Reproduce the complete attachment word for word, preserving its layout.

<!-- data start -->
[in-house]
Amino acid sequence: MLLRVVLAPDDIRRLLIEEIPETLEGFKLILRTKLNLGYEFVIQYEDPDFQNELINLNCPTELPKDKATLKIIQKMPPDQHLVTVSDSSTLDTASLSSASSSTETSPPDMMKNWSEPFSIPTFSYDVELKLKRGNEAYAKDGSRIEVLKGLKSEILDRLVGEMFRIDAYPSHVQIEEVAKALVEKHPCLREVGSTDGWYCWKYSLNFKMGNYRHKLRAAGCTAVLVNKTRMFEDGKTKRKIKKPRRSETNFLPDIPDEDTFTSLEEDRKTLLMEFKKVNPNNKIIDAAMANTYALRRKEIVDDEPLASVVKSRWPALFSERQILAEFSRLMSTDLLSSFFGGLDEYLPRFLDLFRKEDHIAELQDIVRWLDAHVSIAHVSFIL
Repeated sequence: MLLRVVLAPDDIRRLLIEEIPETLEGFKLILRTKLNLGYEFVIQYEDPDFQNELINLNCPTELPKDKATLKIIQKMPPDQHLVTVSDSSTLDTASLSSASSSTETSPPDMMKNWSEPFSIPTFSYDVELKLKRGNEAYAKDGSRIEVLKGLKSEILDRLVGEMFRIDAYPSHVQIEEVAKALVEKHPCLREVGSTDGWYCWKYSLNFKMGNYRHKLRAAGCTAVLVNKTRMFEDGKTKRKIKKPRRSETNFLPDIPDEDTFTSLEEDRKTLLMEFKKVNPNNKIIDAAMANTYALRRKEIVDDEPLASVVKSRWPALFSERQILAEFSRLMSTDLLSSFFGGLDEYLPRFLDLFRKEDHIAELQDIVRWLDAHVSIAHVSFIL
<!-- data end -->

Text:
[in-house]
Amino acid sequence: MLLRVVLAPDDIRRLLIEEIPETLEGFKLILRTKLNLGYEFVIQYEDPDFQNELINLNCPTELPKDKATLKIIQKMPPDQHLVTVSDSSTLDTASLSSASSSTETSPPDMMKNWSEPFSIPTFSYDVELKLKRGNEAYAKDGSRIEVLKGLKSEILDRLVGEMFRIDAYPSHVQIEEVAKALVEKHPCLREVGSTDGWYCWKYSLNFKMGNYRHKLRAAGCTAVLVNKTRMFEDGKTKRKIKKPRRSETNFLPDIPDEDTFTSLEEDRKTLLMEFKKVNPNNKIIDAAMANTYALRRKEIVDDEPLASVVKSRWPALFSERQILAEFSRLMSTDLLSSFFGGLDEYLPRFLDLFRKEDHIAELQDIVRWLDAHVSIAHVSFIL
Repeated sequence: MLLRVVLAPDDIRRLLIEEIPETLEGFKLILRTKLNLGYEFVIQYEDPDFQNELINLNCPTELPKDKATLKIIQKMPPDQHLVTVSDSSTLDTASLSSASSSTETSPPDMMKNWSEPFSIPTFSYDVELKLKRGNEAYAKDGSRIEVLKGLKSEILDRLVGEMFRIDAYPSHVQIEEVAKALVEKHPCLREVGSTDGWYCWKYSLNFKMGNYRHKLRAAGCTAVLVNKTRMFEDGKTKRKIKKPRRSETNFLPDIPDEDTFTSLEEDRKTLLMEFKKVNPNNKIIDAAMANTYALRRKEIVDDEPLASVVKSRWPALFSERQILAEFSRLMSTDLLSSFFGGLDEYLPRFLDLFRKEDHIAELQDIVRWLDAHVSIAHVSFIL